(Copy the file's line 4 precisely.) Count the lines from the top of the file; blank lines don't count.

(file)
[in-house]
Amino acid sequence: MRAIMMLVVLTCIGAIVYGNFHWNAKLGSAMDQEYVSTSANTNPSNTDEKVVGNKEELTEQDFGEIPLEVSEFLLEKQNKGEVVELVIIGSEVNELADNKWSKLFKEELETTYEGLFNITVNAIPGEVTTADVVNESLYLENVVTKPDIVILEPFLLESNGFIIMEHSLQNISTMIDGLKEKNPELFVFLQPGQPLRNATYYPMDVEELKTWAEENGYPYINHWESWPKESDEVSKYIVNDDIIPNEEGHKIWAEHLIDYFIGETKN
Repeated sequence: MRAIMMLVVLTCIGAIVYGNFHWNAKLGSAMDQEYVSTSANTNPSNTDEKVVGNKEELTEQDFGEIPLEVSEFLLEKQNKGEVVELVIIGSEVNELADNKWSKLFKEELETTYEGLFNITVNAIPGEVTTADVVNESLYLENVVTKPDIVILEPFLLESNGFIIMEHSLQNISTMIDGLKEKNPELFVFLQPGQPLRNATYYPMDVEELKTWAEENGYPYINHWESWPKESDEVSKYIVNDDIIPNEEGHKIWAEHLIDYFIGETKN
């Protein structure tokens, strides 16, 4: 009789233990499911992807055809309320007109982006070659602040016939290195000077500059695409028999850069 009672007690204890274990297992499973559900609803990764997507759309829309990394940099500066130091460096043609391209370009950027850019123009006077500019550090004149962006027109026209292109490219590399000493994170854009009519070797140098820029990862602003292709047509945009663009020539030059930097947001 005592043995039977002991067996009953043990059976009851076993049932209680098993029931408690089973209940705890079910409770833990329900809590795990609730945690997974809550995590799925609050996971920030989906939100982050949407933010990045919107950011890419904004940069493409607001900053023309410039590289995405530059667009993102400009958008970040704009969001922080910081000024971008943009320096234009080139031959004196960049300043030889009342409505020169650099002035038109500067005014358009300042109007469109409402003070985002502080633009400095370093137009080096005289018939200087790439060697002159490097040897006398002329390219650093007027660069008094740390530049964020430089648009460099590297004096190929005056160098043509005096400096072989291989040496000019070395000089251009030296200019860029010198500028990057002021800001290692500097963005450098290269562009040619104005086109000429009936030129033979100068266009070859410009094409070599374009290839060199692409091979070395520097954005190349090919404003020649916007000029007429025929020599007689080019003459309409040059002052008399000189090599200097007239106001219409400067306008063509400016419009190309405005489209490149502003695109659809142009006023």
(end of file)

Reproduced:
């Protein structure tokens, strides 16, 4: 009789233990499911992807055809309320007109982006070659602040016939290195000077500059695409028999850069 009672007690204890274990297992499973559900609803990764997507759309829309990394940099500066130091460096043609391209370009950027850019123009006077500019550090004149962006027109026209292109490219590399000493994170854009009519070797140098820029990862602003292709047509945009663009020539030059930097947001 005592043995039977002991067996009953043990059976009851076993049932209680098993029931408690089973209940705890079910409770833990329900809590795990609730945690997974809550995590799925609050996971920030989906939100982050949407933010990045919107950011890419904004940069493409607001900053023309410039590289995405530059667009993102400009958008970040704009969001922080910081000024971008943009320096234009080139031959004196960049300043030889009342409505020169650099002035038109500067005014358009300042109007469109409402003070985002502080633009400095370093137009080096005289018939200087790439060697002159490097040897006398002329390219650093007027660069008094740390530049964020430089648009460099590297004096190929005056160098043509005096400096072989291989040496000019070395000089251009030296200019860029010198500028990057002021800001290692500097963005450098290269562009040619104005086109000429009936030129033979100068266009070859410009094409070599374009290839060199692409091979070395520097954005190349090919404003020649916007000029007429025929020599007689080019003459309409040059002052008399000189090599200097007239106001219409400067306008063509400016419009190309405005489209490149502003695109659809142009006023």